Bowel cancer survival rate improves in Buckinghamshire
The one-year survival rate for bowel cancer patients in Buckinghamshire has improved, figures show.
But at the start of Bowel Cancer Awareness Month, Bowel Cancer UK warned that survival levels across England could drop to those of a decade ago as a result of disruption during the pandemic, which has had "devastating consequences" for some patients.
Public Health England figures show adults aged between 15 and 99 in the NHS Buckinghamshire CCG area had an 80.9% chance of surviving for one year following a bowel cancer diagnosis in 2018 – the most recent year available.
This was up from 80.4% the year before, and an improvement on 74.4% in 2003, when such records began.
Buckinghamshire patients have survival rates similar to the 80.7% average across England.
Though the highest figure on record, this national measure varies widely across the country, from as low as 70% in Leicester City to as high as 88% in the London borough of Harrow.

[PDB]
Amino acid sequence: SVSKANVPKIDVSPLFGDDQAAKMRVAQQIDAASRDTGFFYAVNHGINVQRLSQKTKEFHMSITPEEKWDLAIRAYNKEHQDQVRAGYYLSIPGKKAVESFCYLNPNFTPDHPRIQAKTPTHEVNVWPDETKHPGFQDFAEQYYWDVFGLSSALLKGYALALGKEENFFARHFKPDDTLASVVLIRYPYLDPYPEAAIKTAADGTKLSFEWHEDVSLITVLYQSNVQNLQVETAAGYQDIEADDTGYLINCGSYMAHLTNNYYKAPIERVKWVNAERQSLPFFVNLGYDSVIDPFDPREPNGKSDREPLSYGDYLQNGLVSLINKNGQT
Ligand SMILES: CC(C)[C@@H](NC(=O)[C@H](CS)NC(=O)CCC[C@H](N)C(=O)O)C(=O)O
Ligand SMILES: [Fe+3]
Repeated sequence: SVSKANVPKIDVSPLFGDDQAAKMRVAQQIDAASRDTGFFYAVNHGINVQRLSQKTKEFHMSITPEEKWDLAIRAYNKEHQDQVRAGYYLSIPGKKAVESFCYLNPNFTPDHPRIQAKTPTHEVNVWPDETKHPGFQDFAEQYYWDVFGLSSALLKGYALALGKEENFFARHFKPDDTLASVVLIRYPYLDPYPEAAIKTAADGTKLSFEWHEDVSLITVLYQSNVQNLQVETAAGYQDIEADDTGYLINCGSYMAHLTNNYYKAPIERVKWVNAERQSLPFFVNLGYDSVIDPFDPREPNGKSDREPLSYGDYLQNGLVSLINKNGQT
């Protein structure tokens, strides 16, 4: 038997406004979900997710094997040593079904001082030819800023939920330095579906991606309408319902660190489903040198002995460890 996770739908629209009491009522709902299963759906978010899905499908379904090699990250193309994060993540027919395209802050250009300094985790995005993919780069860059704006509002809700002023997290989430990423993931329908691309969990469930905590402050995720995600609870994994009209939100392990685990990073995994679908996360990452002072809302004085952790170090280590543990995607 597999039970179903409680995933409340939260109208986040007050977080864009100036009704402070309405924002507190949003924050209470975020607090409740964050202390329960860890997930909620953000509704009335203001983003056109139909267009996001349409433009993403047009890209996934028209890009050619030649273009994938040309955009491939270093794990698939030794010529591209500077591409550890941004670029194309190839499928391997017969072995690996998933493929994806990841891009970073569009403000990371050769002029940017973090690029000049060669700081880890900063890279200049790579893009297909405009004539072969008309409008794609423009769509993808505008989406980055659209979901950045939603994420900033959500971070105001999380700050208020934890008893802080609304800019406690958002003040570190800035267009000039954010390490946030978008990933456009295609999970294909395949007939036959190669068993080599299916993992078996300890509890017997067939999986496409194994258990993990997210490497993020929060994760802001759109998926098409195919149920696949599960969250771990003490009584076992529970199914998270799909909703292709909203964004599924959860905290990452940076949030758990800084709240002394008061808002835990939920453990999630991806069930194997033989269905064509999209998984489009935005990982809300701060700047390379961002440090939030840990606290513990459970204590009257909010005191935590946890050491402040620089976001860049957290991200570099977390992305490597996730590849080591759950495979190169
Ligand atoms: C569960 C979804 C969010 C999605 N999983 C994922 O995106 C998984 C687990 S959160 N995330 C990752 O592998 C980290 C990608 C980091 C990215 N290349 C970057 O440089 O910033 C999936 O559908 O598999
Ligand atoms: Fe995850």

This gap of 18% percentage points marks the eighth consecutive increase and is the largest since 2003, which Bowel Cancer UK said is "incredibly concerning".
Chief executive Genevieve Edwards said the disease is treatable and curable if diagnosed early, but almost half a million people in England are still waiting for a test to confirm if they have it.
She said: "Delays like this can lead to poorer outcomes for bowel cancer patients and potentially cost lives.
"The Government must increase endoscopy capacity in the NHS by providing urgent multi-year investment to grow its workforce, provide new equipment and improve pathways to bring waiting times under control, which will ultimately save more lives.”
The PHE figures also show that the five-year survival rate for bowel cancer patients falls to 62.7% across Thames Valley, and 55.4% over ten years.
A recent report by the Institute for Public Policy Research warned disruption to health care amid the pandemic could see bowel cancer survival rates return to those last seen in 2010.
Ms Edwards added: "We know that NHS staff continue to work incredibly hard to keep cancer services going, but the severe disruption over the last 12 months has led to many people having their treatment delayed or cancelled, sometimes with devastating consequences."
Around six in 10 new cases of the disease are diagnosed in people aged 70 or over, according to the charity, but bowel cancer can affect anyone of any age.
Bowel Cancer Awareness Month, in April, is an annual campaign to increase the public's understanding of the UK’s second biggest cancer killer.